Serving the world: Emergency Services Training
From February 22–27, the USA Eastern Territory hosted a five–day intensive International Emergency Services (IES) training workshop held at the Crestview Conference Center in West Nyack, New York, for 17 participants, one of whom came from the Southern Territory.
The Eastern Territory and the Salvation Army’s International Headquarters (IHQ) are recruiting a team that can be deployed under IES supervision to serve as international emergency workers. These workers would assist with the Army’s response to emergencies and recovery projects worldwide.
When needed, these delegates will be deployed individually with experienced IES emergency staff to conduct their second phase of the training—fieldwork, in real time, during an actual emergency. Excellent physical condition, project management experience, availability during the next two years, and a personal commitment to international ministry are required.
The team would reconvene annually, and be available for deployments here in the United States.
During the workshops, delegates received an overview of IES, global hazards and disasters, and a discussion on a U.S. domestic response vs. an international response.
Delegates also received an introduction to The Sphere Project, a voluntary initiative that brings a wide range of humanitarian agencies together around a common aim—to improve the quality of humanitarian assistance and the accountability of humanitarian actors to their constituents, donors, and affected populations. Delegates received and overview of the Project’s Human Rights & Humanitarian Charter, its Minimum & Core Standards, and its Code of Conduct.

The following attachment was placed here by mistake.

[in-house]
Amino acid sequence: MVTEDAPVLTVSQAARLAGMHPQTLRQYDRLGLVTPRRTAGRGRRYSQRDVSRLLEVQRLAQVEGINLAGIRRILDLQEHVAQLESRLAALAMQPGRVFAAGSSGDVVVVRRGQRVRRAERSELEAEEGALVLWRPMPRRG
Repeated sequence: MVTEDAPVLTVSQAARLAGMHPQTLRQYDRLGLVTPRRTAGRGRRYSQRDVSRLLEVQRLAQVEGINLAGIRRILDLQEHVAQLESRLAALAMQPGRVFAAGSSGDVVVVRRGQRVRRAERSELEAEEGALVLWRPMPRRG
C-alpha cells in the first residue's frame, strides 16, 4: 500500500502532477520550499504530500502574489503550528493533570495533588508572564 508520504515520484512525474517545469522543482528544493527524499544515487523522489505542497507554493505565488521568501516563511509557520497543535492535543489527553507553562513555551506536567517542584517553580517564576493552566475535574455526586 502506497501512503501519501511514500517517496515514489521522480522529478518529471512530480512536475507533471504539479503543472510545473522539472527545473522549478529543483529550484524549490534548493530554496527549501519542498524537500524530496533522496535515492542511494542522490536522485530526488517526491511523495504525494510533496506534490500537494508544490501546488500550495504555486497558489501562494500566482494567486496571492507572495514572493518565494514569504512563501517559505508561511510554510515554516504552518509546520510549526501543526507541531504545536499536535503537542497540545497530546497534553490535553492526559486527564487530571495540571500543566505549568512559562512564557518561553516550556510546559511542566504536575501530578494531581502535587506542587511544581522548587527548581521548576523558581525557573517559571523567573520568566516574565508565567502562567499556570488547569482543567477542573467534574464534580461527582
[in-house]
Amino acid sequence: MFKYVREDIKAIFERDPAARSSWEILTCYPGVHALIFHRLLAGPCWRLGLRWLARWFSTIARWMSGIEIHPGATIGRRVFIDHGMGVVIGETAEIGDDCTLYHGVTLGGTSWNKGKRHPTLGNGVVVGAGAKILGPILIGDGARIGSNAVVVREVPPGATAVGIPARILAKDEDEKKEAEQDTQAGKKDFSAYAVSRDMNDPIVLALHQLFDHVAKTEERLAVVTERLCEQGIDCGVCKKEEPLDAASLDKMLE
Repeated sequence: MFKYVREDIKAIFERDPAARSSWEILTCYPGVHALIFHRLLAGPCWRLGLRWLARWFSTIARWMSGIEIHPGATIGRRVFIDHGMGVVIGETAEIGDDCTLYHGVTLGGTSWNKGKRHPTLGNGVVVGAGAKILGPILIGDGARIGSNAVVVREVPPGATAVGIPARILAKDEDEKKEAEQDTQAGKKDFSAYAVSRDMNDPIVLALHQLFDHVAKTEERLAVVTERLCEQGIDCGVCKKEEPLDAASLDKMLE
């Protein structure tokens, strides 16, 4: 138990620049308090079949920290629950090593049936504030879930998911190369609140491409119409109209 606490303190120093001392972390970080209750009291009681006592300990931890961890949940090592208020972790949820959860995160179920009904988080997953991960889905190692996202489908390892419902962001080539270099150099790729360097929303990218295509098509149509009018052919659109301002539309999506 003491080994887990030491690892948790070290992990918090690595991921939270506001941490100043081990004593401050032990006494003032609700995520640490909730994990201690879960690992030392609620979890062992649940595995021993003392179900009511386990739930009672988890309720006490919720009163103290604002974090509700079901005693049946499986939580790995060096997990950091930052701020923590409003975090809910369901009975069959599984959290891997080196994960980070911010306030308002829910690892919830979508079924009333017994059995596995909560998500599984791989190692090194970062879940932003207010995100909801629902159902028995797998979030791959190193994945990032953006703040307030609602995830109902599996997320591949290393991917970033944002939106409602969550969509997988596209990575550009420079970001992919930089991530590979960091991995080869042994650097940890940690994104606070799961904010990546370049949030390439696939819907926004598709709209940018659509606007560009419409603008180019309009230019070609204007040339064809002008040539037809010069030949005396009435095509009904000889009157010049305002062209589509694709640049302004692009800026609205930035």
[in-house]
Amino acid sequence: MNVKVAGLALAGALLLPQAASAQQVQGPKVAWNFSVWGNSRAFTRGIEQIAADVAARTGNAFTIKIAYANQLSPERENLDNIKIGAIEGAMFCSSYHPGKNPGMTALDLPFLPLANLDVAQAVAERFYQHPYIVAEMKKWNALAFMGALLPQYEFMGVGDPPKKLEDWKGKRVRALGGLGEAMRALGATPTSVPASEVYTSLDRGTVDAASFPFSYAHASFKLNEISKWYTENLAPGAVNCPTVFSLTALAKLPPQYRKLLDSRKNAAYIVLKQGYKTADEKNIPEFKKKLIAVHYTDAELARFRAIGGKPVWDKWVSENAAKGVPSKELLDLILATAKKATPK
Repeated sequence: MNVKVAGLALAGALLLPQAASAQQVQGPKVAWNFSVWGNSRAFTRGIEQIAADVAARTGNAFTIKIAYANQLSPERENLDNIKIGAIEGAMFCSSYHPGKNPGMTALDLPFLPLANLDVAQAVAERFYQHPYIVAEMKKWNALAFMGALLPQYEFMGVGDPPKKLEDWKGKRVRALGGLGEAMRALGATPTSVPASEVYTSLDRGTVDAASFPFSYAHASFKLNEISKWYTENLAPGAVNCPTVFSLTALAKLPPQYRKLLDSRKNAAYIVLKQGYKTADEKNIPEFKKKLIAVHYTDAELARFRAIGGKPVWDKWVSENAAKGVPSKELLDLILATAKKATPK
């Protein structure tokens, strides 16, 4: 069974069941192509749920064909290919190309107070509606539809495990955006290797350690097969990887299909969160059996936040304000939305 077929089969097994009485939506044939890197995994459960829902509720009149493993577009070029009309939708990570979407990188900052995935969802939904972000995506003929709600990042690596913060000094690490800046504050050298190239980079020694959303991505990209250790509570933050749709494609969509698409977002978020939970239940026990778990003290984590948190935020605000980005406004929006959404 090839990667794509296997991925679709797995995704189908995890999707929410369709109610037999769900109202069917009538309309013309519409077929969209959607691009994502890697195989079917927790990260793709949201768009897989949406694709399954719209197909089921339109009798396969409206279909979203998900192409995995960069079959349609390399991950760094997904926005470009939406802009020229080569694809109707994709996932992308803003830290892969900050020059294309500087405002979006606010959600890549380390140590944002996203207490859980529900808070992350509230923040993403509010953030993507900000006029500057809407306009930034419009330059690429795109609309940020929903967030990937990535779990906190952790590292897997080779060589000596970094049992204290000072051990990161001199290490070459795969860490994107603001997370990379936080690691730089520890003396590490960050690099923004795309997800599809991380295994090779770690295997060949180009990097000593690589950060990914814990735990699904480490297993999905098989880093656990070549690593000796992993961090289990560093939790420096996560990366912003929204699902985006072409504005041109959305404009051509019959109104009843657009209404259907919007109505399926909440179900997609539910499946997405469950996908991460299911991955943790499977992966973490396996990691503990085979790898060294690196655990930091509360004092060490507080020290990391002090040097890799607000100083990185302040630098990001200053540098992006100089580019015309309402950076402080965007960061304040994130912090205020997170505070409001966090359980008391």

In addition, delegates were schooled on the systems currently in place that are designed to optimize their effectiveness in the event of an emergency. Topics included the International Emergency Management Cycle, accountability and transparency needs assessment, coordination, safety and security, protection of beneficiaries, global logistics, disaster risk reduction, as well as case studies.
Facilitating the workshops were Major Alison Thompson, IES coordinator; Damaris Frick, IES emergency field operations officer; Craig Arnold, UPS Europe Enterprise Accounts vice president; and John Berglund, emergency services director, Greater New York Division.
Berglund, who has been deployed on several recovery projects including in the aftermath of the Haiti earthquake, said that IES is hoping to recruit a younger crop of volunteers. “From the very beginning, the goal was to identify new people who are attracted to the ministry. Especially a younger generation, because a lot of us have been doing this for quite some time.”
Berglund says that globally, few people are trained and are able to deploy for 6–8 weeks. From the entire Army world, only about 24 team leaders have such experience. Nonetheless, working in concert with the Salvation Army World Services Organization (SAWSO), IES recovery projects are identified, financed, and implemented.
“The next phase is to get our team members into the field, responding to a real emergency,” said Berglund. As an example, he cited the recent devastation to the Pacific island of Vanuatu caused by Cyclone Pam. Two workshop participants have been deployed—Alastair Bate, THQ risk management secretary, and Craig Finikin from Greater New York Divisional Headquarters. Wrote Bate, “The Army’s ministry in such circumstances is critical. [We must have] a compassionate heart for those people who might lose hope.”
by Warren L. Maye